In New York City, someone dies of a drug overdose every seven hours. In 2016, there were 1,374 confirmed overdose deaths; opioids were found in 82 percent of those deaths. From January to September 2017, there were 1,068 confirmed drug overdose deaths in New York City. The number of drug overdoses remains at epidemic levels as illicitly manufactured fentanyl, a potent opioid, continues to be present in the drug supply. Fentanyl has been found in heroin,
cocaine, methamphetamine, and ketamine, as well as in benzodiazepines and opioid painkillers acquired from non-pharmaceutical sources.
Between 2000 and 2016, more than 2,800 residents of the Bronx died from drug overdose. During the past six years, overdose rates among Bronx residents have more than doubled. In 2016, Bronx residents 45 to 54 years old had the highest overdose death rate, followed by residents aged 55 to 64 years old. Overdose rates among residents aged 55 to 64 years old increased 29 percent from 2015 to 2016. Hispanic/Latino Bronx residents had the highest number of drug overdose deaths in 2016 (161 deaths), followed by Black residents (86 deaths), and White residents (55 deaths).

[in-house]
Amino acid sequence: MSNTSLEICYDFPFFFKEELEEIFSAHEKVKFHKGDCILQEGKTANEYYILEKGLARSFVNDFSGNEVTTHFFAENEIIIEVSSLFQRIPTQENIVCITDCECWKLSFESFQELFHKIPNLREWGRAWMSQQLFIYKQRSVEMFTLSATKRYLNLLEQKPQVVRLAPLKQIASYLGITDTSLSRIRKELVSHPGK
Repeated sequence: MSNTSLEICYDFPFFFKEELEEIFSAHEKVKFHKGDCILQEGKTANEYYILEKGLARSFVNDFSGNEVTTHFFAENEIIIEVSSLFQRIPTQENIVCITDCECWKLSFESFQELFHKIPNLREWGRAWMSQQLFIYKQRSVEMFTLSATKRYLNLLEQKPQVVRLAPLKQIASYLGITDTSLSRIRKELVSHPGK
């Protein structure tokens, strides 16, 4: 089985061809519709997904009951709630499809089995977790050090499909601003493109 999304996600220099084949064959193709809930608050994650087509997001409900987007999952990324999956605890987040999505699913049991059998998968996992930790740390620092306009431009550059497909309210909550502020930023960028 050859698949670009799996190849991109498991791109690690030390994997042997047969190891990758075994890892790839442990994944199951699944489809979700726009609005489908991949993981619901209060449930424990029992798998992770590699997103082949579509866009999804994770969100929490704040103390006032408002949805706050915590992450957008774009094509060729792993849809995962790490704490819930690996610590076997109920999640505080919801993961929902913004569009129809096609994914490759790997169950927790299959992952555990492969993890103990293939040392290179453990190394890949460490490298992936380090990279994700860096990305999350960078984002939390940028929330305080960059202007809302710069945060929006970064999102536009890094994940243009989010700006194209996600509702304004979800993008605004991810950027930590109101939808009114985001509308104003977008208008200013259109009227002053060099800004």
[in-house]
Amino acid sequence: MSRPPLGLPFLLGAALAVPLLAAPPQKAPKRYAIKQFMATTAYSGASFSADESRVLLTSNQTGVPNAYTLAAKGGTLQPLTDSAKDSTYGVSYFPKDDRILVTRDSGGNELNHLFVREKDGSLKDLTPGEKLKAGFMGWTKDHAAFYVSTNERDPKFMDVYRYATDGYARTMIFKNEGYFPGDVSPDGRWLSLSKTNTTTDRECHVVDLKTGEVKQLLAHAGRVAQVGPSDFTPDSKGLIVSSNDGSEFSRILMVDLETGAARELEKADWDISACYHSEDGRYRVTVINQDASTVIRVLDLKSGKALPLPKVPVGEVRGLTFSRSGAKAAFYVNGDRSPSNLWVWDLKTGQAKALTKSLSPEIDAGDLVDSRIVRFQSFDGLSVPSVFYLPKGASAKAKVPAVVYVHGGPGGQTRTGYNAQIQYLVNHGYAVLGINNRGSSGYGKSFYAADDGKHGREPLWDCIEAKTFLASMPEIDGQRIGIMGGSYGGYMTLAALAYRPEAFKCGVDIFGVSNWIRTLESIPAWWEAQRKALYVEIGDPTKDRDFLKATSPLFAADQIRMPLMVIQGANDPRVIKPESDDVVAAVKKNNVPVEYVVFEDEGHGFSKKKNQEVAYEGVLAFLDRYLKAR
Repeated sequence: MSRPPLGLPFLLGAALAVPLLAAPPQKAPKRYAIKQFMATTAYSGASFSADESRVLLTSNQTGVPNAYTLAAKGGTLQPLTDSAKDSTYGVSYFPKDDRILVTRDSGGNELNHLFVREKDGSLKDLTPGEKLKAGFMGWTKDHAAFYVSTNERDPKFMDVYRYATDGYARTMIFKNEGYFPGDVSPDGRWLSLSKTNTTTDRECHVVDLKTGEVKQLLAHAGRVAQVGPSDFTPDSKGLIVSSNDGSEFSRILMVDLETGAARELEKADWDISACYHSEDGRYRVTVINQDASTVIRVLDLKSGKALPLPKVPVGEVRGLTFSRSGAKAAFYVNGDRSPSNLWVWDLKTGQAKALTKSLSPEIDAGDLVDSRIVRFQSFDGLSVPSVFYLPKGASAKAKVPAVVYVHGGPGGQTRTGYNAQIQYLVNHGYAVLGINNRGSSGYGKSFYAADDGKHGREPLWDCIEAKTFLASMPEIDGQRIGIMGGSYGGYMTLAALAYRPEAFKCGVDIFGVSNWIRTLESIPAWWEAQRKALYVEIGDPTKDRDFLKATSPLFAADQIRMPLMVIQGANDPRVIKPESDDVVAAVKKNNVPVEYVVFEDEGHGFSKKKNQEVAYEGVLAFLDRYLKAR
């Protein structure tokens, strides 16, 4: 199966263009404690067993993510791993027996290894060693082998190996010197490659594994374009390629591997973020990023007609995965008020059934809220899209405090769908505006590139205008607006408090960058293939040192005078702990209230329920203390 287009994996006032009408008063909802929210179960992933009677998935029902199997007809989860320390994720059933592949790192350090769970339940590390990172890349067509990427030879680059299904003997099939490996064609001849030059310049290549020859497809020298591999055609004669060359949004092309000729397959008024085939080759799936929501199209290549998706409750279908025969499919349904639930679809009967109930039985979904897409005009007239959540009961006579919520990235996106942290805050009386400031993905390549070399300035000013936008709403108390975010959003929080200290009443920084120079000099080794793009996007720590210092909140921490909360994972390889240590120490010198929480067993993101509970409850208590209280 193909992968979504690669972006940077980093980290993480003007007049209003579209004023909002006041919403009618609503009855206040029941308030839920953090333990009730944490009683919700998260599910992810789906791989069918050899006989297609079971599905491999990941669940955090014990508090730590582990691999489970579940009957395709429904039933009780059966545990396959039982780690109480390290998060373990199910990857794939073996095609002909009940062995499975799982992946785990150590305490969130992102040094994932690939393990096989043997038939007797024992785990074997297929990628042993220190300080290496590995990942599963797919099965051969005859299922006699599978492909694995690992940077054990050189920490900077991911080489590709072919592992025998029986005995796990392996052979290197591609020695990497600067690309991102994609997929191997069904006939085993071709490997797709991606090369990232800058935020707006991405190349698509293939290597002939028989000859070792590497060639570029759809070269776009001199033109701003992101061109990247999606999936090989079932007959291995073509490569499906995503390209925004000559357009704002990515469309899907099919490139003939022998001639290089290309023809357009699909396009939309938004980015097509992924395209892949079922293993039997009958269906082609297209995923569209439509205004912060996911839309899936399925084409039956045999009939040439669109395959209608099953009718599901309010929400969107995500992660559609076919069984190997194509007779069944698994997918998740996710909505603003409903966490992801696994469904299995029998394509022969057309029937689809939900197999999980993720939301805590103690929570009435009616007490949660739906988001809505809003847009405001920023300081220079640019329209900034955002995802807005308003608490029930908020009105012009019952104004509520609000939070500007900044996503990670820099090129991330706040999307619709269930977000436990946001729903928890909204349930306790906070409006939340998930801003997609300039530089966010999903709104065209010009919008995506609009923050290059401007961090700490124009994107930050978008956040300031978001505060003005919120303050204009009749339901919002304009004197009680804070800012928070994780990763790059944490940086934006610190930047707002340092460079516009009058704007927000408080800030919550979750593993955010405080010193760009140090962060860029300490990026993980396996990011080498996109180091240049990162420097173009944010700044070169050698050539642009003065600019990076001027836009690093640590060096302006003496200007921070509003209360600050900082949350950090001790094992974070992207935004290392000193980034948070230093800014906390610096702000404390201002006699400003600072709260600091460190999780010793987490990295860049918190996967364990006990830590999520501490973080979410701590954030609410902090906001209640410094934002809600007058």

Opioid overdose deaths are preventable. New Yorkers can purchase naloxone without a patient- specific prescription at over 700 pharmacies throughout the city, including all major chain pharmacies (Walgreens, Duane Reade, Rite Aid and CVS). At least one form of naloxone is covered by most insurance plans, including Medicaid. Additionally, New York State will cover co-payments of up to $40. Naloxone is also available for free from registered Opioid Overdose Prevention Programs. The Health Department also offers regular naloxone trainings at its main office in Queens, which teach New Yorkers to recognize the signs of an overdose and respond by calling 911 and administering naloxone. The trainings are free, and all participants are offered a free naloxone kit. In May, the Health Department released Stop OD NYC, a free mobile app that shows how to recognize and prevent opioid overdoses, helps users find naloxone at programs or pharmacies nearby, and allows reporting of naloxone administration.
Treatment with methadone or buprenorphine is highly effective for opioid addiction and can reduce the risk of overdose. Individuals seeking support or treatment for substance use issues for themselves or their loved ones can contact NYC Well by calling 1-888-NYC-WELL, texting “WELL” to 65173 or going to nyc.gov/nycwell. Free, confidential support is available at any hour of the day in over 200 languages.
If you experience or witness an overdose, call 911 immediately.
MEDIA CONTACT: Christopher Miller/Stephanie Buhle: (347) 396-4177, PressOffice@health.nyc.gov